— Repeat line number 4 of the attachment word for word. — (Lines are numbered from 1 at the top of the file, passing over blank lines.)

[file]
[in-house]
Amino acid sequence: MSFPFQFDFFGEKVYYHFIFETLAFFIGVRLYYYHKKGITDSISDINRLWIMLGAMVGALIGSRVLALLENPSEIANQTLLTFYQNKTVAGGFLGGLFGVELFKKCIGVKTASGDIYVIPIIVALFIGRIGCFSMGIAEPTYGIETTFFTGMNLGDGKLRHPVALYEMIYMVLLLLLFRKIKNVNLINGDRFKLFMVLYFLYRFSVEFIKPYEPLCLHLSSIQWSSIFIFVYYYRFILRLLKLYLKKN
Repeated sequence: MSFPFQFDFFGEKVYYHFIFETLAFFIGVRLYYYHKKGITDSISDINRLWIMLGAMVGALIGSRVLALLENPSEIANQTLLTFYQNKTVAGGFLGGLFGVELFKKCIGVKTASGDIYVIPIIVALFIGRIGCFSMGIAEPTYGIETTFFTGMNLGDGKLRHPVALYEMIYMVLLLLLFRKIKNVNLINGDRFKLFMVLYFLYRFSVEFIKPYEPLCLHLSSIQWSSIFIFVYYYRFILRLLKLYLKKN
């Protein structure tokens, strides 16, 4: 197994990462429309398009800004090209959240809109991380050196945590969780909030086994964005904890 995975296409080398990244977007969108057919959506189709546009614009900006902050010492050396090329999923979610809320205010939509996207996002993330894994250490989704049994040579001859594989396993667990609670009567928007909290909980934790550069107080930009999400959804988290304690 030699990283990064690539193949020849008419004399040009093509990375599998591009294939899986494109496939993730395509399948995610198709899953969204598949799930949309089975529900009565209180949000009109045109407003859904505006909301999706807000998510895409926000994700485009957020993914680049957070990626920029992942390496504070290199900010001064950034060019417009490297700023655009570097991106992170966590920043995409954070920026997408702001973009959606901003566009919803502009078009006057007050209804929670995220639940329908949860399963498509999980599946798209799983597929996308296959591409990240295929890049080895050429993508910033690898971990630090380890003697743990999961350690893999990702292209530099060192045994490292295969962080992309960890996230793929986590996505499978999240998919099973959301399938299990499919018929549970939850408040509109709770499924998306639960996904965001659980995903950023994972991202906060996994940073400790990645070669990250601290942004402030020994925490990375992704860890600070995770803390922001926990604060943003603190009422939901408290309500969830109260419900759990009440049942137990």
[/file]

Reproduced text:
């Protein structure tokens, strides 16, 4: 197994990462429309398009800004090209959240809109991380050196945590969780909030086994964005904890 995975296409080398990244977007969108057919959506189709546009614009900006902050010492050396090329999923979610809320205010939509996207996002993330894994250490989704049994040579001859594989396993667990609670009567928007909290909980934790550069107080930009999400959804988290304690 030699990283990064690539193949020849008419004399040009093509990375599998591009294939899986494109496939993730395509399948995610198709899953969204598949799930949309089975529900009565209180949000009109045109407003859904505006909301999706807000998510895409926000994700485009957020993914680049957070990626920029992942390496504070290199900010001064950034060019417009490297700023655009570097991106992170966590920043995409954070920026997408702001973009959606901003566009919803502009078009006057007050209804929670995220639940329908949860399963498509999980599946798209799983597929996308296959591409990240295929890049080895050429993508910033690898971990630090380890003697743990999961350690893999990702292209530099060192045994490292295969962080992309960890996230793929986590996505499978999240998919099973959301399938299990499919018929549970939850408040509109709770499924998306639960996904965001659980995903950023994972991202906060996994940073400790990645070669990250601290942004402030020994925490990375992704860890600070995770803390922001926990604060943003603190009422939901408290309500969830109260419900759990009440049942137990």